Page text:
Marsh v Von Sternberg [1986] 1 FLR 526
Springette v Defoe [1992] 2 FLR 388   Case summary
A gift from a third party may constitute a contribution to the purchase price:
Midland Bank v Cooke [1995] 4 All ER 562 Case summary
Payment of household bills, providing furnishings, DIY and home improvements will not count:
Burns v Burns [1984] Ch 317

Pettitt v Pettitt [1970] AC 777  Case summary

Illegal purpose

It is a maxim of equity that he who comes to equity must do so with clean hands; therefore equity will not assist a person who has acted for an illegal purpose. However, if the claimant is not required to plead or rely on the illegal conduct they are still able to claim a resulting trust:
Tinsley v Milligan [1993] 3 All ER 65  Case summary
Lowson v Coombes [1999] 2 WLR 720
Rebuttal of presumption of resulting trust
If there exists evidence that a gift was intended, this will rebut the presumption of resulting trust and the transferee will be absolutely entitled to the property and the transferor will not be entitled to any share in the beneficial ownership: 
Fowkes v Pascoe (1875) 10 Ch App 343
The same principle applies where the money advanced for the purchase price was intended to be a loan:
Re Sharpe (A bankrupt) [1980] 1 WLR 219
Presumption of advancement
In certain relationships it is presumed that a gift was intended unless there is evidence that the transferor intended to retain an interest.
This includes the relationship of father and child:
Re Roberts [1946] Ch 1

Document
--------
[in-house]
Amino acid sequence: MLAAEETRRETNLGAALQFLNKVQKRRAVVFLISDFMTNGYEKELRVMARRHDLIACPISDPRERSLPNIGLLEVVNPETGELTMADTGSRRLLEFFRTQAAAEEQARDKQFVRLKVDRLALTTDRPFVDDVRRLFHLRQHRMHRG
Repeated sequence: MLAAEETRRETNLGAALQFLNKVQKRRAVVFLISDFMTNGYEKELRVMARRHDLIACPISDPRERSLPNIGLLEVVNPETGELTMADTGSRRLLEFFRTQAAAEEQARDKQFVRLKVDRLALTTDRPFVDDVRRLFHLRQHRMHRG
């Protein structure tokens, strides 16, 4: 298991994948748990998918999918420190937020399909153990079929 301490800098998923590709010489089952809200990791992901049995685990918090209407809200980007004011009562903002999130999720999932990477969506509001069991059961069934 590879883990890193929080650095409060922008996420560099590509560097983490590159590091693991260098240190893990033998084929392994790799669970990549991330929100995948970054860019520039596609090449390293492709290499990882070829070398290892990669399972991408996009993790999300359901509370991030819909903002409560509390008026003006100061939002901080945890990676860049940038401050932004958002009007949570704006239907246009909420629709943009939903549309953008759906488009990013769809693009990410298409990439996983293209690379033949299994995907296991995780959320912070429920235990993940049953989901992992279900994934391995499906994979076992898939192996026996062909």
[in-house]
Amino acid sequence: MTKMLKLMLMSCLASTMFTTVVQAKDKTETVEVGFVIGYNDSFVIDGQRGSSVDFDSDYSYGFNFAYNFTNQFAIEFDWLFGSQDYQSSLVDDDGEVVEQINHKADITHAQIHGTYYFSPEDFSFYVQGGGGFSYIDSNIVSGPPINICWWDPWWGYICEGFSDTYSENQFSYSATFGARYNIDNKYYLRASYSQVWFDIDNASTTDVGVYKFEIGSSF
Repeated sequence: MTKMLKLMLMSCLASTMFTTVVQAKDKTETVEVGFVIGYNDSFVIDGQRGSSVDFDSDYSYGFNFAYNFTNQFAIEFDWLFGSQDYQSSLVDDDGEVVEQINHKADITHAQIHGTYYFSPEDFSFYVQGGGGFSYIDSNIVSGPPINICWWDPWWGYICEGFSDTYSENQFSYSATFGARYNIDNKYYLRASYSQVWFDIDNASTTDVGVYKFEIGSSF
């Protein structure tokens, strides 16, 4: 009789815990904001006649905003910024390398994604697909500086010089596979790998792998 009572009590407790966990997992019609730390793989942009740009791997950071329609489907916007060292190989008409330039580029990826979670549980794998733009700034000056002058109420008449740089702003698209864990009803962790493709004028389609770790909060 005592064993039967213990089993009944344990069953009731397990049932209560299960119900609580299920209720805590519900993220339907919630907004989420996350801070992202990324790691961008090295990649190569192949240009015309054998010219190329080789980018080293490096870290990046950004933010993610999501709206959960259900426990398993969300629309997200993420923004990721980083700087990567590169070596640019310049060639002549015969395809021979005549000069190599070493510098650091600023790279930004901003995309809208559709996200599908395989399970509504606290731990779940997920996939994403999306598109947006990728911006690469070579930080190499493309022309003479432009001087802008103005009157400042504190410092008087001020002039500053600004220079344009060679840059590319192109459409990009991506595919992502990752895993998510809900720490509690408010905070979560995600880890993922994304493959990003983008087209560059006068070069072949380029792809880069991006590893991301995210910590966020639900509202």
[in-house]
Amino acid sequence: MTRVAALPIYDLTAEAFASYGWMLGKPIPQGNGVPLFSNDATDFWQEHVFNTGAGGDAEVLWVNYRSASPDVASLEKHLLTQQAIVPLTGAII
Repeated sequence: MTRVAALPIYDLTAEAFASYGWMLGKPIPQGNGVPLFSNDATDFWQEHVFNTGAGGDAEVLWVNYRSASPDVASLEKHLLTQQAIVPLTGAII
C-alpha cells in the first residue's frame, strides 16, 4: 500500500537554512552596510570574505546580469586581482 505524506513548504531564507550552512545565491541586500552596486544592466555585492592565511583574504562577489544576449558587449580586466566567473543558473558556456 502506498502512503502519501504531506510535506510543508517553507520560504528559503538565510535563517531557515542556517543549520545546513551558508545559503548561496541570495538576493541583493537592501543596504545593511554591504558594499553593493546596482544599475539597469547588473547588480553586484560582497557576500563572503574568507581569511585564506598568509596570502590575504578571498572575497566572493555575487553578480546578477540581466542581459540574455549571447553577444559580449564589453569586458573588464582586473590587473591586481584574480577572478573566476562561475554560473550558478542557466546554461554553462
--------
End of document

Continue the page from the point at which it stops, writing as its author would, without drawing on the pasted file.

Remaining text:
Antoni v Antoni [2007] UKPC 10
Warren v Gurney [1944] 2 All ER 472

Tribe v Tribe [1995] 4 All ER 236  Case summary

There  is no presumption between mother and child:

Re de Visme (1863) 2 de GJ & Sm 17

Bennet v Bennet (1879) 10 Ch D 474

Nor with sisters:

Noack v Noack [1959] VR 137

Gorog v Kiss (1977) 78 DLR 690

The presumption exists with regards to husband to wife transfers:

Re Eykyn's Trusts (1877) 6 ChD 115

Silver v Silver [1958] 1 All ER 523

Gascoigne v Gascoigne [1918] 1 KB 223  Case Summary

However, this has been criticised as having no application in modern times:
Pettitt v Pettitt [1970] AC 777   Case summary

The presumption also applies from a man to his fiancee:

Moate v Moate [1948] 2 All ER 486

Tinker v Tinker [1970] 1 All ER 540   Case summary

Mossop v Mossop [1988] 2 All ER 202

There is no presumption between a man and his mistress:

Diwell v Farnes [1959] 1 WLR 624

Lowson v Coombes [1999] 2 WLR 720

No presumption operates from a wife to her husband:

Re Curtis (1885) 52 LT 244

Heseltine v Heseltine [1971] 1 WLR 342

There is no presumption with co-habitants:

Rider v Kidder (1805) 10 Ves 360

Rebutting the presumption of advancement

The presumption of advancement may be displaced if there is evidence that no gift was intended.

This could be through retention of the title deeds:

Warren v Gurney [1944] 2 All ER 472
Or an ineffective declaration of trust:
McGrath v Wallace The Times April 13th 1995

A person can not rely on evidence of his own illegal conduct to rebut a presumption of advancement:

Gascoigne v Gascoigne [1918] 1 KB 223  Case Summary

Tinker v Tinker [1970] 1 All ER 540  Case summary
Unless the illegal purpose had not yet been carried out
Tribe v Tribe [1995] 4 All ER 236  Case summary

Future of presumption of advancement

The presumption of advancement is largely based on outdated views and has a gender bias which may infringe Art 5 of the 7th Protocol of the European Convention of Human Rights. S.199 of the Equality Act 2010 sought to abolish the presumption of advancement. However, this provision has not been implemented and it is doubtful as to whether it will be implemented.

Further reading:

Resulting Trusts in Land Law